All the votes from the June primary elections are finally counted. We now have the second highest number of votes—more than 8.5 million—ever cast in a California statewide primary.
These results are not a coincidence. In response to decreased turnout in recent elections, state legislators and election reform advocates made a concerted effort to boost voting through smart policies, including a 2012 law that made online voter registration available and a 2014 law that allows appropriately postmarked absentee ballots to be received three days after Election Day. Such policies, in addition to increased interest in this year’s presidential primaries, likely explain the increase in voting.
What we found is troubling. Significant racial gaps exist in nearly all forms of political participation.
While this is good news for our communities and for the state, we have a lot more work to do when it comes to ensuring that more Californians have a say in the political process. That’s because despite making up more than 60 percent of California’s population, people of color are largely shut out from influencing politics at various levels and shaping the policies that impact their lives.
Advancement Project worked with the School of Public Policy at UC Riverside to analyze 10 years of data on political participation in California. While most analyses of political participation focus only on voting, our report captures the broader landscape—from voting trends in presidential, midterm and local elections to other efforts, such as contacting public officials, participating in political campaigns and attending political meetings.
What we found is troubling. Significant racial gaps exist in nearly all forms of political participation. For example, voting rates in the last three presidential cycles averaged 68 percent among white adult citizens, but only 51 percent and 48 percent, respectively, among their Latino and Asian American counterparts. And the disparities grew in the last three midterm elections. Voting rates among whites were much higher than the rates among Latinos and Asian Americans.
When it comes to participation beyond voting, whites have the highest rates of engagement on every measure we examined. For example, contacting public officials is an important way for constituents to shape policy agendas. Only about 1 in 20 Asian Americans and Latinos, and fewer than 1 in 10 blacks, contacted their public official to express their opinions, compared to nearly 1 in 6 whites. Disparities are also evident in political campaigns, with only 1 in 10 Asian Americans and Latinos, and about 1 in 5 blacks reporting that they were involved, compared to almost 1 in 4 whites.
These disparities get even worse when we take into account the lower rates of citizenship among Latinos and Asian Americans. Even among citizens, however, important barriers remain among communities of color, including those associated with language, poverty, and lower rates of homeownership. While class inequality has received a lot of attention in recent years, our report raises the alarm about racial disparities that persist even after taking these factors into account.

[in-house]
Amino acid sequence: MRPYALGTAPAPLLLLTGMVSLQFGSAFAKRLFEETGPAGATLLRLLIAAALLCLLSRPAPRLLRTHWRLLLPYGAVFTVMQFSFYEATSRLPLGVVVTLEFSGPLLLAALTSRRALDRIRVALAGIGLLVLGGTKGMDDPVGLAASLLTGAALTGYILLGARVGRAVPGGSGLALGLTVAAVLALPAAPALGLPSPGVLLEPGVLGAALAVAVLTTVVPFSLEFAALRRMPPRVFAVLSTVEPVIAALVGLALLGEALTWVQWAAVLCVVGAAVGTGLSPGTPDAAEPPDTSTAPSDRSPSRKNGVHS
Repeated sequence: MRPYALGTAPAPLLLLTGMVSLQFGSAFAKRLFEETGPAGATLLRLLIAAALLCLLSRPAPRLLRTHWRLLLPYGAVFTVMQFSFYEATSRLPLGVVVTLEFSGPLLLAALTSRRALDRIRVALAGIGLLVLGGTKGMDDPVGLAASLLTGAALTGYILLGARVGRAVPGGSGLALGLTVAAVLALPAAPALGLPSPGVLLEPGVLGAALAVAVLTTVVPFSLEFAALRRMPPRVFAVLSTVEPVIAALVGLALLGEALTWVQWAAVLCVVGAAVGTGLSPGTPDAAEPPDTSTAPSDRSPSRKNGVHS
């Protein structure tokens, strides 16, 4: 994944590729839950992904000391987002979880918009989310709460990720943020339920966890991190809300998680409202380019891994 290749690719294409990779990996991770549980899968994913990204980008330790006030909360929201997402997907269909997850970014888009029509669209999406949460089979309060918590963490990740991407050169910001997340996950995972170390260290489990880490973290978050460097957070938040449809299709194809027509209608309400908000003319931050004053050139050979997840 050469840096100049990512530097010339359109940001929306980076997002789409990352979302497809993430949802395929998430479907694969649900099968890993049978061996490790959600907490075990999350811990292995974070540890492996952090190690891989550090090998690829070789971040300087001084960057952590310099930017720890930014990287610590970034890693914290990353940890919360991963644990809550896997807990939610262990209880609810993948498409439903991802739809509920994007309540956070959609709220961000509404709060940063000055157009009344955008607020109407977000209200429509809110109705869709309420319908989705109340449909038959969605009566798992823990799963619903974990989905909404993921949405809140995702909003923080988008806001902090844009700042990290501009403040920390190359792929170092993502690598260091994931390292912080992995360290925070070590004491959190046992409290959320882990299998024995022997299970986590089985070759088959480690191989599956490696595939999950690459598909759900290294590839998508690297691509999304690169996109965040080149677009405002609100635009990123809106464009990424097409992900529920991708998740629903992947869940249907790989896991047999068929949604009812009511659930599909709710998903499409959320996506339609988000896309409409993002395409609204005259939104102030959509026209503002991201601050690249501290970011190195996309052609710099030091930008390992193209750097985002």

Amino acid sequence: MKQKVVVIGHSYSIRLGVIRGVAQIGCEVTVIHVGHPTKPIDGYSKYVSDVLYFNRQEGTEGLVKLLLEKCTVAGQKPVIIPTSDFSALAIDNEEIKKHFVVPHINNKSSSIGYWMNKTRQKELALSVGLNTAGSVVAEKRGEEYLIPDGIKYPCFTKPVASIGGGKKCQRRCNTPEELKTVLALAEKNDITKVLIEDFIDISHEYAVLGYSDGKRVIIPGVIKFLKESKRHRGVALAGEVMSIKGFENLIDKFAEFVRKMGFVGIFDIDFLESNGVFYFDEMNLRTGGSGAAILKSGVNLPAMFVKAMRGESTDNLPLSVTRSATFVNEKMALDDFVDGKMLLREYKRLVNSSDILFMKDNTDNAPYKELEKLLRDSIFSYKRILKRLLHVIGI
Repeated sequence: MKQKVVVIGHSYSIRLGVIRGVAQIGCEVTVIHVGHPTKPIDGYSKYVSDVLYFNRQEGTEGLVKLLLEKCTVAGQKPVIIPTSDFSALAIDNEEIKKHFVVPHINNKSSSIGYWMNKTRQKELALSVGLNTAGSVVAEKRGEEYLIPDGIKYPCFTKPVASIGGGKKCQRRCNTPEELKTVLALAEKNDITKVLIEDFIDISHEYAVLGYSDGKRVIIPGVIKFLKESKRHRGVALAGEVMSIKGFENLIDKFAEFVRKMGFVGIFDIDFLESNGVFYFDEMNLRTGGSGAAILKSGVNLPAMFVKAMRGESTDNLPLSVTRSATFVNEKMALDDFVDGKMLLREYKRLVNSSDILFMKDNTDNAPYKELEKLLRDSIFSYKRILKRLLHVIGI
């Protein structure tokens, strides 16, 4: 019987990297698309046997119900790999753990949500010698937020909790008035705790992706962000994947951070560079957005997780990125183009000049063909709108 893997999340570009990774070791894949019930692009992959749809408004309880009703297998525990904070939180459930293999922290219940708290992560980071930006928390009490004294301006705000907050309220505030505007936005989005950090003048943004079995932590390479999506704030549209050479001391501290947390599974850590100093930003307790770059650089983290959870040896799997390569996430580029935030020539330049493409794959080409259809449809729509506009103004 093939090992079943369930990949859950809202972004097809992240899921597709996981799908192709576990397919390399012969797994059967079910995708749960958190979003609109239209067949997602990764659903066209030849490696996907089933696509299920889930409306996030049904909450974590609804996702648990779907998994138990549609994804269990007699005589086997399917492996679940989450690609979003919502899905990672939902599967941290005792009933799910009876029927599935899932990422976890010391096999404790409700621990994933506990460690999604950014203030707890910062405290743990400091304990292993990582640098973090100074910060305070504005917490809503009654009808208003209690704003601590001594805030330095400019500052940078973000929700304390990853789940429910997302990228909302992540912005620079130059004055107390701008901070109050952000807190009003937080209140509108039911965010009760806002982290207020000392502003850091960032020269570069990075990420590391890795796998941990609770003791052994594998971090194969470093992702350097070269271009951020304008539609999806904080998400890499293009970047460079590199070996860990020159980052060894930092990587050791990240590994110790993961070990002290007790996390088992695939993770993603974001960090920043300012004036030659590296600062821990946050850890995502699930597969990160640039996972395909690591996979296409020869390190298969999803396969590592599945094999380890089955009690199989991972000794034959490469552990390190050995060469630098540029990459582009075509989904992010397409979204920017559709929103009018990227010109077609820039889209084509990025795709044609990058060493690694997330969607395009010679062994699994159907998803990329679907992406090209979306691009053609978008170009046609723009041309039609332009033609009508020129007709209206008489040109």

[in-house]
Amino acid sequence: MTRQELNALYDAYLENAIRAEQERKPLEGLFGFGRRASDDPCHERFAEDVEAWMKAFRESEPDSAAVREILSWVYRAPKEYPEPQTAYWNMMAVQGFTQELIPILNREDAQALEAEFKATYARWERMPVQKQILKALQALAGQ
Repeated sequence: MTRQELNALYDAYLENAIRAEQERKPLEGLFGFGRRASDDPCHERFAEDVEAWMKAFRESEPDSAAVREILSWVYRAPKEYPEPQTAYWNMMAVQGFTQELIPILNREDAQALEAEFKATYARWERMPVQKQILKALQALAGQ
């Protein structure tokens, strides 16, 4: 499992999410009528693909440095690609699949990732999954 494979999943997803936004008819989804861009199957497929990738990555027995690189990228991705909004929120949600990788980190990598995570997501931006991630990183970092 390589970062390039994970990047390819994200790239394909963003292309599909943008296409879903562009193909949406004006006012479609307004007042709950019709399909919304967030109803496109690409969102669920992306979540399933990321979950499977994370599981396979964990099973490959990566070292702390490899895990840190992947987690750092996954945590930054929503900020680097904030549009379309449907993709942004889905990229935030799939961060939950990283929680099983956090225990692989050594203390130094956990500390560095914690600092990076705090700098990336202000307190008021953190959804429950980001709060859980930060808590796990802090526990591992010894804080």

We cannot allow such disparities to continue. To do so risks perpetuating the political disempowerment of people of color and laying the groundwork for future political and social unrest. A healthy democracy in our state is only possible if a wide and diverse range of voices informs policymaking. From community organizers to researchers and policymakers, we must act now to realize such a democracy. Here are some steps that we can take:
- Push for more robust data collection. For example, when collecting data on political and civic participation, regular surveys of California residents should ask questions that capture a wide array of political activities.
- Create education programs to boost civic knowledge and skills for children and adults of color, and tailor existing programs in ways that are culturally competent.
- Conduct extensive outreach and offer multiple opportunities to inform and mobilize people of color, especially those in low-income communities, on policy issues.
- Invest in innovative ways of participation—such as participatory budgeting and deliberation models—that go beyond public comment periods to include people’s voices in local governance.
Policymaking in Sacramento and in cities and counties across the state must reflect all the voices that now make up California. As more and more Californians feel their voices are heard and see the impact of their choices on their everyday lives, our democracy will be revitalized. Policymakers and civic leaders will get an accurate picture of what Californians need. New leadership will emerge, and government on all levels will be more responsive to all its constituents.
Ed’s Note: John Dobard, Ph.D., is manager of the Political Voice program at the Advancement Project, and co-author of “Unequal Voices” report. Karthick Ramakrishnan, Ph.D., is a professor at the School of Public Policy at UC Riverside and co-author of “Unequal Voices” report.